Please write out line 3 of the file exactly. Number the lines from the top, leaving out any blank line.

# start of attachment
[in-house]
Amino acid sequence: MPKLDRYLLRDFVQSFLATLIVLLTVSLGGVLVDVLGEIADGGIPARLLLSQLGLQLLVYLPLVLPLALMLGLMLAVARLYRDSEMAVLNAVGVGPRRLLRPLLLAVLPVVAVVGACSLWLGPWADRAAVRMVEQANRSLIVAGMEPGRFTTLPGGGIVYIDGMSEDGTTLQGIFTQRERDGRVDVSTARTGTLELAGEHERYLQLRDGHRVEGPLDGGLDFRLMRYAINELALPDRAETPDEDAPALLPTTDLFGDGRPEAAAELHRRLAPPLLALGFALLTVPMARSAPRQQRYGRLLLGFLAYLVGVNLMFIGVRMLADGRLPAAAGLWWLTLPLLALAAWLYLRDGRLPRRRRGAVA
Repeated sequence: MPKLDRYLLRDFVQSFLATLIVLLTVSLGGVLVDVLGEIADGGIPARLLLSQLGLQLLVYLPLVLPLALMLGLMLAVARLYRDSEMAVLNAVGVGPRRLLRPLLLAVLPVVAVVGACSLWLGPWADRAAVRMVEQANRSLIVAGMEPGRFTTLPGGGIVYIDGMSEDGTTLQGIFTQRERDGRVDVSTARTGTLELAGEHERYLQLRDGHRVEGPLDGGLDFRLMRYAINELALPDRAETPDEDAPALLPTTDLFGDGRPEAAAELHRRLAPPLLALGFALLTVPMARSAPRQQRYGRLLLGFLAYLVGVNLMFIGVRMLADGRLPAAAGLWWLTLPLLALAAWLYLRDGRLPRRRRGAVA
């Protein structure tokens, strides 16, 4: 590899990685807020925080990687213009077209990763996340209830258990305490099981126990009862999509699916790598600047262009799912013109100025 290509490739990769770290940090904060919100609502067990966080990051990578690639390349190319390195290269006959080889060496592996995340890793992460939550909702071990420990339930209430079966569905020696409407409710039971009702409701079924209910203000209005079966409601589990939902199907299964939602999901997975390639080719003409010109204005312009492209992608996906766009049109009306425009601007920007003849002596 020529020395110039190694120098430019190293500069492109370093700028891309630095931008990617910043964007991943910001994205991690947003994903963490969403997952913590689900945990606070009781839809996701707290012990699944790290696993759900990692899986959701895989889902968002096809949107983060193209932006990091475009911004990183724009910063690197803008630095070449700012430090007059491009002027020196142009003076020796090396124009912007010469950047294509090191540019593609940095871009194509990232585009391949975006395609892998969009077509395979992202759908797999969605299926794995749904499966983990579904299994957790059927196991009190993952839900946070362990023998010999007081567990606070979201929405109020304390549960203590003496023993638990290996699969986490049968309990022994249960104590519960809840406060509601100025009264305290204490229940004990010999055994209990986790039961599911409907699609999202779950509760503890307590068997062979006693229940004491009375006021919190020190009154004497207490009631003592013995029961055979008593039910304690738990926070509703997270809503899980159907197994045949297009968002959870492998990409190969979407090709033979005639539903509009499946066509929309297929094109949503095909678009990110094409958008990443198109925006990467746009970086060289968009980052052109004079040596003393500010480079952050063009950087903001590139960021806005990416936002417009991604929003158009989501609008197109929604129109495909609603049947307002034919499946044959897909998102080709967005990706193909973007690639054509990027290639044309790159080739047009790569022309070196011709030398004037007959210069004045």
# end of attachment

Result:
Repeated sequence: MPKLDRYLLRDFVQSFLATLIVLLTVSLGGVLVDVLGEIADGGIPARLLLSQLGLQLLVYLPLVLPLALMLGLMLAVARLYRDSEMAVLNAVGVGPRRLLRPLLLAVLPVVAVVGACSLWLGPWADRAAVRMVEQANRSLIVAGMEPGRFTTLPGGGIVYIDGMSEDGTTLQGIFTQRERDGRVDVSTARTGTLELAGEHERYLQLRDGHRVEGPLDGGLDFRLMRYAINELALPDRAETPDEDAPALLPTTDLFGDGRPEAAAELHRRLAPPLLALGFALLTVPMARSAPRQQRYGRLLLGFLAYLVGVNLMFIGVRMLADGRLPAAAGLWWLTLPLLALAAWLYLRDGRLPRRRRGAVA